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Displaying capability in writing

Transferable Skill
Communication: Displaying capability in writing, reading, and oral communication; understanding of non-verbal language.

Instructions
It will be carried out with two students working together. This is a “role play exercise,” in which one student is the student nurse, and the other will role play as a client. In this assignment, the nursing student will be demonstrating the therapeutic nurse-client relationship and analyzing the therapeutic and nontherapeutic techniques used. You will take turns in the roles.

This is not about always having therapeutic responses. It is about learning from practice and review. It is expected that you will think of other ways to respond or interact with the client that may be more therapeutic after the interaction is terminated. After the conversation is over, you will complete in IPR form.

The client roles are:
Mr. Jones is a 69-year-old retired engineer. He was admitted to the in-patient psychiatric unit the previous day. His daughter had called the police when he locked himself in his bathroom and refused to come out. She thought he was suicidal. He was brought to the hospital by the police and was admitted on involuntary status. He has been reticent since admission but told his daughter he had no reason to live since his wife died.
Diagnosis: Major Depressive Disorder
Nursing Diagnosis: Risk for suicide.
Mrs. Alvarez is a 34-year-old female who has lived in this country for the past 10 yrs. She is a stay at home mom with three small children. Her husband works two jobs to support the family. Lately, she has been extremely anxious and fears that her children will become ill or injured. This seems to be an unrealistic concern, but she has been unable to sleep well and has lost 15 lbs. in the past month. She is a voluntary admission and states she knows she needs help.
Diagnosis: Generalized Anxiety Disorder
Nursing Diagnosis: Ineffective coping

Sample Solution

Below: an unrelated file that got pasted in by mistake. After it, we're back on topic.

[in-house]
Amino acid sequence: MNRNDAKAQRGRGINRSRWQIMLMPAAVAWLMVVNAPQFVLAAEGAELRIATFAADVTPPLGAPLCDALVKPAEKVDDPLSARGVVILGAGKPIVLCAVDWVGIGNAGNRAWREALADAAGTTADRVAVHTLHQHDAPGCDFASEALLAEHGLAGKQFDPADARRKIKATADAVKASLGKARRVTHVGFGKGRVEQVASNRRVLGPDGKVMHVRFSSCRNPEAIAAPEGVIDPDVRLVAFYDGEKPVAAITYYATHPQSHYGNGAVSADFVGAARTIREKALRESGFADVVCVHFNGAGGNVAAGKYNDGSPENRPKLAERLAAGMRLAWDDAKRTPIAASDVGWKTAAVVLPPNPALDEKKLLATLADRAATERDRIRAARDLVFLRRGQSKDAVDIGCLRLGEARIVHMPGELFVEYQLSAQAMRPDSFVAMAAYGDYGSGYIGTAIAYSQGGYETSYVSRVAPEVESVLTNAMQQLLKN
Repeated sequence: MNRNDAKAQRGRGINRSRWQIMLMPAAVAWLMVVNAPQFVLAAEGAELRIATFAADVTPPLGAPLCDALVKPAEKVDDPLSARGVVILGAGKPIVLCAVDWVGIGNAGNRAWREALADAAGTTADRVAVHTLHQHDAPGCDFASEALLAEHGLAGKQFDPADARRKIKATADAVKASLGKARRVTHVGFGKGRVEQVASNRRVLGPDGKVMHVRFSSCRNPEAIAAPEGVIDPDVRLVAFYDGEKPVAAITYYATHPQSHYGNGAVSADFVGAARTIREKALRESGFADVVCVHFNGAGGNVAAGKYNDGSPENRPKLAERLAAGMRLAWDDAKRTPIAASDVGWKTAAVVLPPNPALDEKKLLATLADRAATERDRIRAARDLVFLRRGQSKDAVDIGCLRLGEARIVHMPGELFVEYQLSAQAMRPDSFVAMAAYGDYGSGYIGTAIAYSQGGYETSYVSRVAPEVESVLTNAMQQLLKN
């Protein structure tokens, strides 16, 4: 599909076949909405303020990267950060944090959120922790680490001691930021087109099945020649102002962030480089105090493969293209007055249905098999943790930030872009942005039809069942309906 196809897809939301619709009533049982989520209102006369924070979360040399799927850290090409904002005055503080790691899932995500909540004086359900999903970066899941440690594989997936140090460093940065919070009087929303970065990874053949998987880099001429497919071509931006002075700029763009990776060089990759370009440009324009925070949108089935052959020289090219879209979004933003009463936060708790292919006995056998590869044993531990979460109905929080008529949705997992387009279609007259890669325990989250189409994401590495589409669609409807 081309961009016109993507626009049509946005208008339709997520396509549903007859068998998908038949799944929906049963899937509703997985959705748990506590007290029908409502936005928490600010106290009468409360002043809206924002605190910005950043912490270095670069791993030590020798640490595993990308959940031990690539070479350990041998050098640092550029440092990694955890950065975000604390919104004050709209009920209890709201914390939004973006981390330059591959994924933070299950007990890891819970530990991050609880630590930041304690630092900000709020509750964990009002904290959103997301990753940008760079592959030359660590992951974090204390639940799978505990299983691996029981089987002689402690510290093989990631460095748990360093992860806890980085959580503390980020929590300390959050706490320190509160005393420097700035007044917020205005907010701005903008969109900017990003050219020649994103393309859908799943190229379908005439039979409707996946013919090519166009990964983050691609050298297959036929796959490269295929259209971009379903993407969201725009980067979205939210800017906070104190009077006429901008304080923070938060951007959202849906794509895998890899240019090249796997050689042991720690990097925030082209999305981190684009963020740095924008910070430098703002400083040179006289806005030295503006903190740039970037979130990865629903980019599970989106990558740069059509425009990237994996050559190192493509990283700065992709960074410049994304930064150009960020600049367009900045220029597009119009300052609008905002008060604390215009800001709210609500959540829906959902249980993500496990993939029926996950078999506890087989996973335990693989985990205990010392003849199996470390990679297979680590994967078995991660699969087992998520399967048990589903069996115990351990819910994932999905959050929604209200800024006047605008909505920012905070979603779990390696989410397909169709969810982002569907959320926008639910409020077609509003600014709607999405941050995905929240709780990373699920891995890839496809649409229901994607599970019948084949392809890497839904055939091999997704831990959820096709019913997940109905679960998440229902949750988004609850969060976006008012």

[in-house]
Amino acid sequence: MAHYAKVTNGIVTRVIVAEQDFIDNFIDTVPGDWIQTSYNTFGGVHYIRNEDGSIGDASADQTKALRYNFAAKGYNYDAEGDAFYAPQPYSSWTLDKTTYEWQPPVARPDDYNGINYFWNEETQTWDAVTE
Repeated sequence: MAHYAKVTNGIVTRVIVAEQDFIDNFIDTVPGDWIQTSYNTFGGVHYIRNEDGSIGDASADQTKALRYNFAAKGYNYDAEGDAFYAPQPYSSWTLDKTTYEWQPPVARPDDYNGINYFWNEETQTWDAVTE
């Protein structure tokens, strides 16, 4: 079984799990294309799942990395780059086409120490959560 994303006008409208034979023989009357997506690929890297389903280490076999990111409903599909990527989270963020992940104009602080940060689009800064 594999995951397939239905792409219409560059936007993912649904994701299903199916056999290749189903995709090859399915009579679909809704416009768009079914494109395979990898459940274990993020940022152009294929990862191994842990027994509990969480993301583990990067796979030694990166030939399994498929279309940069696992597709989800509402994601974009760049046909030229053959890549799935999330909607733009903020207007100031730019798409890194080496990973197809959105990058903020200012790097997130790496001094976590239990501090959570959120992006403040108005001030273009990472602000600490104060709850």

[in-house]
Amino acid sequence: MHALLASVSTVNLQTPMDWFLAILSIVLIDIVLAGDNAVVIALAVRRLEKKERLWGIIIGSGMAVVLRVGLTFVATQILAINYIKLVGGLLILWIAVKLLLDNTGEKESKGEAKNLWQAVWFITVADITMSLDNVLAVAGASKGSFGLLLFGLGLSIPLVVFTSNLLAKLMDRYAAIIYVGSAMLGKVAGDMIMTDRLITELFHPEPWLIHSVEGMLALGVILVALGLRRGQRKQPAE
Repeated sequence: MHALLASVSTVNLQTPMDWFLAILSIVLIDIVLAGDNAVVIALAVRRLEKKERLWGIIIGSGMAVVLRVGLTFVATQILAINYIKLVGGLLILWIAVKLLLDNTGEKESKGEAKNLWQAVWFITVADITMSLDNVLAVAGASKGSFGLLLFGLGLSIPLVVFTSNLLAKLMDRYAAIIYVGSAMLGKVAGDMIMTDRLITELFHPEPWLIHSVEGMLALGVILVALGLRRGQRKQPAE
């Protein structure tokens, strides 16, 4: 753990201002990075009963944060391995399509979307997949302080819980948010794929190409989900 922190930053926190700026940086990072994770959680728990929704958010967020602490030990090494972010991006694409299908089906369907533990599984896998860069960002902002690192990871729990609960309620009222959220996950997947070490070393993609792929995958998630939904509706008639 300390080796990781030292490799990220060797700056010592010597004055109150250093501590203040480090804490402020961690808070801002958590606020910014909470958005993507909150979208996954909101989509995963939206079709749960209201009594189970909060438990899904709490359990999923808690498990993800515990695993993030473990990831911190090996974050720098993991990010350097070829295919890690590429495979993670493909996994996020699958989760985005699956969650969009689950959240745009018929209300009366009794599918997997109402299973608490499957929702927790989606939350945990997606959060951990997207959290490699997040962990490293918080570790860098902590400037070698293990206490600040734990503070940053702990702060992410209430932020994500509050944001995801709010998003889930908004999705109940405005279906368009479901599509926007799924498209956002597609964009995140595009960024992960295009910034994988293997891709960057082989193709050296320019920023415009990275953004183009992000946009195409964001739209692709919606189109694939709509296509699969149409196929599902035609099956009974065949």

According to Taylor (2016), prior to‘ modern society’ and the ‘information age’, people had to consider a myriad of social and contextual factors in making judgements about how best to ensure that they were fed and clothed, and avoided being harmed by wild animals, other humans and accidents. Most times these judgements require feasible ways called heuristics (Mental shortcuts) to process the most essential information fast to make rapid daily judgements (Chow, 2015). In addition, Arrington (2013) affirms that when individuals engage in decision-making or judgment it is often necessary to use heuristics to help process the information that they encounter. Heuristics are generally characterized and synonymous with rules of thumb (Chow, 2015). Veermans, van Joolingen, & de Jong (2006) view heuristics as rules of thumb individuals use to make decisions across a range of circumstances. Likewise, Abel (2003) asserts that the rules of thumb that are heuristics are cognitive frameworks developed through experience and implemented during problem solving. The perspective of Gigerenzer and Gaissmaier, (2015), infer heuristic as a strategy that ignores part of the information with the goal of making decisions more accurately, quickly and frugally (i.e. with fewer pieces of information) compared to more complex methods. Consequently, heuristic models of decision-making principle relies on the notion that human beings—including professionals—may act rationally even if they do not weigh up all the factors according to the logic of an expected utility model. Rather, the rationality may consist of selecting and using simple decision rules related to particular types of social environment or problems that are faced (Brighton and Gigerenzer, 2015). On the contrary, Dunbar (1998) and Fodor (2008) mention that heuristics are procedures that can produce good outcomes but incapable of appropriate solutions. Ashcraft (2002), further mentions that the feature of a heuristic approach to problem solving is partial effectiveness of solutions; it is unlikely to proffer correct answers to problems all the time. This negative perception of heuristics held by some researcher results from the fact that there is consequently an adverse effect for taking shortcuts or cutting corners (Chow, 2015). Furthermore, heuristics may prove disadvantageous in decision-making when the settings necessitate analytical and extended reasoning rather than the quicker pace of heuristics (De Neys, 2006). However, on a neutral point of view, Griffin and Kahneman (2003) emphasises that heuristics are multifaceted cognitive mechanisms that allow individuals successfully process large amounts of information, which might result in error occasionally but these error would not reduce the benefits achieved from the use of heuristics.
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